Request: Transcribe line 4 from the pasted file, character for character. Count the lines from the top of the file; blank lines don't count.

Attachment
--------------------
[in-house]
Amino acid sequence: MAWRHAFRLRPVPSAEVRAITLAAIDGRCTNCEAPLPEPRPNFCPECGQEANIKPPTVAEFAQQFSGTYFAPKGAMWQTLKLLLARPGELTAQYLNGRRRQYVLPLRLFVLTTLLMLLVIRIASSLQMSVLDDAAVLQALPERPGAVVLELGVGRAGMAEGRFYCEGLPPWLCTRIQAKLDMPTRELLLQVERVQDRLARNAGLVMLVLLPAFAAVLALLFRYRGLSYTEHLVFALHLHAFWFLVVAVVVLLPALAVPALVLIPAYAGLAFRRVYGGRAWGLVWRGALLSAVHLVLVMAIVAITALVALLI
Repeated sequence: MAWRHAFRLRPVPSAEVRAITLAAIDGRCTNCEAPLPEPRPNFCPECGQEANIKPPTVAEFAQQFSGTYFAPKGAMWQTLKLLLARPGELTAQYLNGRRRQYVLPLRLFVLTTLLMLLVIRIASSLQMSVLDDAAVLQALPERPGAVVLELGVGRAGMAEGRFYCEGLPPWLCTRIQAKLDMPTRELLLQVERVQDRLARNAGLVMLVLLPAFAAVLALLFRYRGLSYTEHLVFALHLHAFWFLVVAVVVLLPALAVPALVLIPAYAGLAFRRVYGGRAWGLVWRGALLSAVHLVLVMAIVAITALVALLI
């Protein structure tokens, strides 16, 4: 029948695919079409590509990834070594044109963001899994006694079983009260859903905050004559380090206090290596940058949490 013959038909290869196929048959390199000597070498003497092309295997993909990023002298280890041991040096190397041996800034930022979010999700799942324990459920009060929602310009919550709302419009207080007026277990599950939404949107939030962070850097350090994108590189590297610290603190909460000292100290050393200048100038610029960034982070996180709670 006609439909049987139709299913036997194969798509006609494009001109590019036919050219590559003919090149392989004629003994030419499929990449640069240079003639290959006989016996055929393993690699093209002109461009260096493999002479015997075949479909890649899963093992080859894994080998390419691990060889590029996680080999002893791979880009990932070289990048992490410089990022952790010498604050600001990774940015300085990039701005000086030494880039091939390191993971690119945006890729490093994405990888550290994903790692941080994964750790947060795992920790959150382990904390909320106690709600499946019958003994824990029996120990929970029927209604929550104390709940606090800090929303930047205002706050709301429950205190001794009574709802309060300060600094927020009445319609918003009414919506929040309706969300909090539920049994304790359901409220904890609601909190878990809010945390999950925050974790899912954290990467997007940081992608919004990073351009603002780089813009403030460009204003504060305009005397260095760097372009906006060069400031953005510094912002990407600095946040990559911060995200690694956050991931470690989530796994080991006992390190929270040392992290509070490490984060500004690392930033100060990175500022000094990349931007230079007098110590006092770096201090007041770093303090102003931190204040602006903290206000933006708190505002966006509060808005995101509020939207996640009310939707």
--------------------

């Protein structure tokens, strides 16, 4: 029948695919079409590509990834070594044109963001899994006694079983009260859903905050004559380090206090290596940058949490 013959038909290869196929048959390199000597070498003497092309295997993909990023002298280890041991040096190397041996800034930022979010999700799942324990459920009060929602310009919550709302419009207080007026277990599950939404949107939030962070850097350090994108590189590297610290603190909460000292100290050393200048100038610029960034982070996180709670 006609439909049987139709299913036997194969798509006609494009001109590019036919050219590559003919090149392989004629003994030419499929990449640069240079003639290959006989016996055929393993690699093209002109461009260096493999002479015997075949479909890649899963093992080859894994080998390419691990060889590029996680080999002893791979880009990932070289990048992490410089990022952790010498604050600001990774940015300085990039701005000086030494880039091939390191993971690119945006890729490093994405990888550290994903790692941080994964750790947060795992920790959150382990904390909320106690709600499946019958003994824990029996120990929970029927209604929550104390709940606090800090929303930047205002706050709301429950205190001794009574709802309060300060600094927020009445319609918003009414919506929040309706969300909090539920049994304790359901409220904890609601909190878990809010945390999950925050974790899912954290990467997007940081992608919004990073351009603002780089813009403030460009204003504060305009005397260095760097372009906006060069400031953005510094912002990407600095946040990559911060995200690694956050991931470690989530796994080991006992390190929270040392992290509070490490984060500004690392930033100060990175500022000094990349931007230079007098110590006092770096201090007041770093303090102003931190204040602006903290206000933006708190505002966006509060808005995101509020939207996640009310939707």